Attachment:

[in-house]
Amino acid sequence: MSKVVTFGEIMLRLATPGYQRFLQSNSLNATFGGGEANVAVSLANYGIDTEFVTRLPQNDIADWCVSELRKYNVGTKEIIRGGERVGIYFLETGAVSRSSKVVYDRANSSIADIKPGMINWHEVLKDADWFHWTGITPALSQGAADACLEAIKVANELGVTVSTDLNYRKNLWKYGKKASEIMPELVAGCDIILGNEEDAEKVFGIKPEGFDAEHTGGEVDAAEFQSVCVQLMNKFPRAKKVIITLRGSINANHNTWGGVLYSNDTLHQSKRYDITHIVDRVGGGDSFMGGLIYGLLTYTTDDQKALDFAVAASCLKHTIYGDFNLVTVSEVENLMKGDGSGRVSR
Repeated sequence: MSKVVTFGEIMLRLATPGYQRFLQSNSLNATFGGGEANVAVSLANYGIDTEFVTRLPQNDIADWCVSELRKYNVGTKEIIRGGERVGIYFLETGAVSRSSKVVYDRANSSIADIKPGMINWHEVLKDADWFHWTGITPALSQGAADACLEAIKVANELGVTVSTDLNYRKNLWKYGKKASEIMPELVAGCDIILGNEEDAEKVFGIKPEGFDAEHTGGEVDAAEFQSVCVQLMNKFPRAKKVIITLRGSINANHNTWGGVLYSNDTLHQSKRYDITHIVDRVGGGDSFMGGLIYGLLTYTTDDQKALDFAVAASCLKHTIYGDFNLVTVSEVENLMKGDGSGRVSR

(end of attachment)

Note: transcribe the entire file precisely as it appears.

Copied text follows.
[in-house]
Amino acid sequence: MSKVVTFGEIMLRLATPGYQRFLQSNSLNATFGGGEANVAVSLANYGIDTEFVTRLPQNDIADWCVSELRKYNVGTKEIIRGGERVGIYFLETGAVSRSSKVVYDRANSSIADIKPGMINWHEVLKDADWFHWTGITPALSQGAADACLEAIKVANELGVTVSTDLNYRKNLWKYGKKASEIMPELVAGCDIILGNEEDAEKVFGIKPEGFDAEHTGGEVDAAEFQSVCVQLMNKFPRAKKVIITLRGSINANHNTWGGVLYSNDTLHQSKRYDITHIVDRVGGGDSFMGGLIYGLLTYTTDDQKALDFAVAASCLKHTIYGDFNLVTVSEVENLMKGDGSGRVSR
Repeated sequence: MSKVVTFGEIMLRLATPGYQRFLQSNSLNATFGGGEANVAVSLANYGIDTEFVTRLPQNDIADWCVSELRKYNVGTKEIIRGGERVGIYFLETGAVSRSSKVVYDRANSSIADIKPGMINWHEVLKDADWFHWTGITPALSQGAADACLEAIKVANELGVTVSTDLNYRKNLWKYGKKASEIMPELVAGCDIILGNEEDAEKVFGIKPEGFDAEHTGGEVDAAEFQSVCVQLMNKFPRAKKVIITLRGSINANHNTWGGVLYSNDTLHQSKRYDITHIVDRVGGGDSFMGGLIYGLLTYTTDDQKALDFAVAASCLKHTIYGDFNLVTVSEVENLMKGDGSGRVSR